There are many products that you can sell on Etsy, so finding your niche and blog topic should be easy to do.

Having your own website is always the best option as you have total control over it and can do as you please.

UPDATE: Etsy just announced that they now require a URL for your site, so you can’t use only social media to start with. You are going to need a website. If you don’t have a website just yet, then you can get one from here >>>

How To Learn The Ropes of Affiliate Marketing

Whether you want to promote the Etsy affiliate program or not, that is entirely up to you but what I would strongly suggest is that you find yourself a roadmap to follow.

If you are doing this “affiliate marketing” thing just as a hobby, you may not need a proper strategy, but if you plan on making serious money with it, you will need to learn how to do it profitably.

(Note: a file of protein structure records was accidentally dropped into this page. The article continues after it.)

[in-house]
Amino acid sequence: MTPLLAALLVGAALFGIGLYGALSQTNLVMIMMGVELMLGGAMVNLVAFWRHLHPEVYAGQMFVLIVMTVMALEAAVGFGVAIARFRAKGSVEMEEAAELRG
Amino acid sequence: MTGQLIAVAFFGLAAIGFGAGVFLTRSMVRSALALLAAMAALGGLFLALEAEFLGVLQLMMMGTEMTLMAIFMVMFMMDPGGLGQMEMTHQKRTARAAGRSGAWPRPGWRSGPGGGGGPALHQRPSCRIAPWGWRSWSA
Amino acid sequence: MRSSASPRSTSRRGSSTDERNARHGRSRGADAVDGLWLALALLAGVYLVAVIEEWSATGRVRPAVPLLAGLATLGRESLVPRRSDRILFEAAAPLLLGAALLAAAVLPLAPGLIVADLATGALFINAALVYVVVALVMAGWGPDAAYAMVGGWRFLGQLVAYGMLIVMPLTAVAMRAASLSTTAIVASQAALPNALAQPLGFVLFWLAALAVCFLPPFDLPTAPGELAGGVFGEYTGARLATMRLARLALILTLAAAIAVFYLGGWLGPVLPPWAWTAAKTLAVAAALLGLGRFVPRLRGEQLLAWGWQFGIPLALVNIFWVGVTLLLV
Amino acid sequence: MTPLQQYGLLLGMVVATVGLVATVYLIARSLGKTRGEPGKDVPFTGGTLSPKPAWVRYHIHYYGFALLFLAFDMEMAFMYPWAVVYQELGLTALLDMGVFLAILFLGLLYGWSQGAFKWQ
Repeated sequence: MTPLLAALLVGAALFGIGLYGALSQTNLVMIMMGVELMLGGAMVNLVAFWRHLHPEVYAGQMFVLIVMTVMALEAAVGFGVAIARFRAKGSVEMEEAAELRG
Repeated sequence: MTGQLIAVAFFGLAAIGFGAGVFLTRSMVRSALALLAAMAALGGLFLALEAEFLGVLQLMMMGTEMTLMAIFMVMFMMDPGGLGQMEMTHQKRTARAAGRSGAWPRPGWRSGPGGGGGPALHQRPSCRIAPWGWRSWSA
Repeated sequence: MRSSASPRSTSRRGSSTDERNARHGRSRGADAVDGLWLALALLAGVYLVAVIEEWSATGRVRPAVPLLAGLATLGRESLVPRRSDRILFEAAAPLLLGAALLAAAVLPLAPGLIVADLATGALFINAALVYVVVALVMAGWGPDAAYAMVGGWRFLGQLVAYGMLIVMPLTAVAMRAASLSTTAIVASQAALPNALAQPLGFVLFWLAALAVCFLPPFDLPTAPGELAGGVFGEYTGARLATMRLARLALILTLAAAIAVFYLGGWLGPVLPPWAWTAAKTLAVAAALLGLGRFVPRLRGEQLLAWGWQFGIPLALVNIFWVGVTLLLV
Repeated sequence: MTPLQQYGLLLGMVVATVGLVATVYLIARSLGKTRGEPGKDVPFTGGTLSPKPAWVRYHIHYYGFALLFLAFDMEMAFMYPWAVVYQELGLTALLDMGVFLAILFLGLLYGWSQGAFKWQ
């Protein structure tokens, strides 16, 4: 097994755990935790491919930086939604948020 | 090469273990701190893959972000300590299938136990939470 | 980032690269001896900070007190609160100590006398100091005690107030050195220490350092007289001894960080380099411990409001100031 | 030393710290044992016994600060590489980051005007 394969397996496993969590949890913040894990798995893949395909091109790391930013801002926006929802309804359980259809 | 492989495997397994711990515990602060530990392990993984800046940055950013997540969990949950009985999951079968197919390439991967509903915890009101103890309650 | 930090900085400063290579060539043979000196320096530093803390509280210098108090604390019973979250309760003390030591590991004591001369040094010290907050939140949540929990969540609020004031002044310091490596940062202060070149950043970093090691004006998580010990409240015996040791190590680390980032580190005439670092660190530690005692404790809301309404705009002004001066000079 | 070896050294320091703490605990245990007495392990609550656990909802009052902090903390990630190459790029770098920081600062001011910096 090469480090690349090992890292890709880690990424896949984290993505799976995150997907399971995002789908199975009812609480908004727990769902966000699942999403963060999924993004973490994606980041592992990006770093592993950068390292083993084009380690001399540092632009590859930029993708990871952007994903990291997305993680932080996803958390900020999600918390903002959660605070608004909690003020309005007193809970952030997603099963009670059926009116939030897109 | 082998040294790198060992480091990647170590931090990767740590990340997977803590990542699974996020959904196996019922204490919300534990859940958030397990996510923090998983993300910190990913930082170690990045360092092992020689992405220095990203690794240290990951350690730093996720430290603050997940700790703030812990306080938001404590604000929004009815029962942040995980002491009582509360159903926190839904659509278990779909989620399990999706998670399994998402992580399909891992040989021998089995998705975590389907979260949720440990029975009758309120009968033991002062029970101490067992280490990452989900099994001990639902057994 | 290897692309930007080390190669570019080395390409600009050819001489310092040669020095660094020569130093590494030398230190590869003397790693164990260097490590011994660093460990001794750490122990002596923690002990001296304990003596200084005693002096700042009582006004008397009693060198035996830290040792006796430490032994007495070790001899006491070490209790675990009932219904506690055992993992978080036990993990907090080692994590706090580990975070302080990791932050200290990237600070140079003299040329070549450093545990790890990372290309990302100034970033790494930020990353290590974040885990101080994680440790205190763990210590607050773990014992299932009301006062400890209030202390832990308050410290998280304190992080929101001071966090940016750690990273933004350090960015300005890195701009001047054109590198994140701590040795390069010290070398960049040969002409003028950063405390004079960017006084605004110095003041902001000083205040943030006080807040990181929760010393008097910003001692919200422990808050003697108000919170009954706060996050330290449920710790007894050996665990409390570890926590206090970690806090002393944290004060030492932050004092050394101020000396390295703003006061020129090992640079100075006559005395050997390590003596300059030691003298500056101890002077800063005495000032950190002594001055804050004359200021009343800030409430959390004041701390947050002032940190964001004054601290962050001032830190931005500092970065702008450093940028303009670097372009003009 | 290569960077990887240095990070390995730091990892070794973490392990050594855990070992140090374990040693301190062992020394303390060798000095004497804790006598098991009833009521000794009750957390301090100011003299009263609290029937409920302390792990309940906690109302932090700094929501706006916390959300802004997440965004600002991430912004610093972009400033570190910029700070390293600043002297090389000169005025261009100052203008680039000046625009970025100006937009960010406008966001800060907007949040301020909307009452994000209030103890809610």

I can’t stress how important it is to know what you are doing with this business – you do not want to work for a full six months only to find that you were doing it wrong – which would explain the $0 balance you always see looking back at you.



Final Thoughts

Sadly, there’s not much else to add to this Etsy affiliate program review. I am still of the idea that you should avoid it, but to each their own.

If you can find an alternative, I strongly suggest you stay away from Etsy as something is not quite right there.

If you absolutely have to join, then you can join by visiting this page here >>>